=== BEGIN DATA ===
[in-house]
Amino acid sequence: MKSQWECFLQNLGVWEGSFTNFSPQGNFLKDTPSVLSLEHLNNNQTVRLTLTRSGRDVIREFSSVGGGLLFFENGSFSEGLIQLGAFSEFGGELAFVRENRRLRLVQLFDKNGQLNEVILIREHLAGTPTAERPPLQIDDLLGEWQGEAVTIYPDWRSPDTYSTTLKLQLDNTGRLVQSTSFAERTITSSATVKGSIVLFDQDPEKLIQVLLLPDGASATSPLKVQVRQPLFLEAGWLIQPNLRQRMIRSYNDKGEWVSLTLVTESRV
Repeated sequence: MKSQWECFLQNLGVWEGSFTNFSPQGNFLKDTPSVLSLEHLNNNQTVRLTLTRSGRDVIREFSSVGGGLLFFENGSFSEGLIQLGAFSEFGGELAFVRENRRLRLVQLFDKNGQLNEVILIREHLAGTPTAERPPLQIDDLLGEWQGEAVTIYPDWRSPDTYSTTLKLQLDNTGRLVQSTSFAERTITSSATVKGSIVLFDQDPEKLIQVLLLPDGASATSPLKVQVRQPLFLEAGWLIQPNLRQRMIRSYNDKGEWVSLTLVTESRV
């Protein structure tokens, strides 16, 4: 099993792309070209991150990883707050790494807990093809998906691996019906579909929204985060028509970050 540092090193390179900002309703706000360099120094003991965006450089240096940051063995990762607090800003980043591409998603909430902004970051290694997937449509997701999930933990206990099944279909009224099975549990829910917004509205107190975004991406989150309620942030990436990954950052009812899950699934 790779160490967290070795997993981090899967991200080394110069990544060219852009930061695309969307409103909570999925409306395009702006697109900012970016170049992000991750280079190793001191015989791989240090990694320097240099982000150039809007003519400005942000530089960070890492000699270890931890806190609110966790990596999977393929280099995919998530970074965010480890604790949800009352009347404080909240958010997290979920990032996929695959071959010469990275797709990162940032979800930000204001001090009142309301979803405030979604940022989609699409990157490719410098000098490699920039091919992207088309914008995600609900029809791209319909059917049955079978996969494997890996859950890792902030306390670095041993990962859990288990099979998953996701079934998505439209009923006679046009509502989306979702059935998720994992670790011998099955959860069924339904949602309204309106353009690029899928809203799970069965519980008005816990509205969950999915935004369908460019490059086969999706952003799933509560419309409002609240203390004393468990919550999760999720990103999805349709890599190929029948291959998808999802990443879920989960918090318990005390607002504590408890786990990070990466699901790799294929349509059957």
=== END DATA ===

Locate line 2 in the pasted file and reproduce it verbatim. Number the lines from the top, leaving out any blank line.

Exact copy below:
Amino acid sequence: MKSQWECFLQNLGVWEGSFTNFSPQGNFLKDTPSVLSLEHLNNNQTVRLTLTRSGRDVIREFSSVGGGLLFFENGSFSEGLIQLGAFSEFGGELAFVRENRRLRLVQLFDKNGQLNEVILIREHLAGTPTAERPPLQIDDLLGEWQGEAVTIYPDWRSPDTYSTTLKLQLDNTGRLVQSTSFAERTITSSATVKGSIVLFDQDPEKLIQVLLLPDGASATSPLKVQVRQPLFLEAGWLIQPNLRQRMIRSYNDKGEWVSLTLVTESRV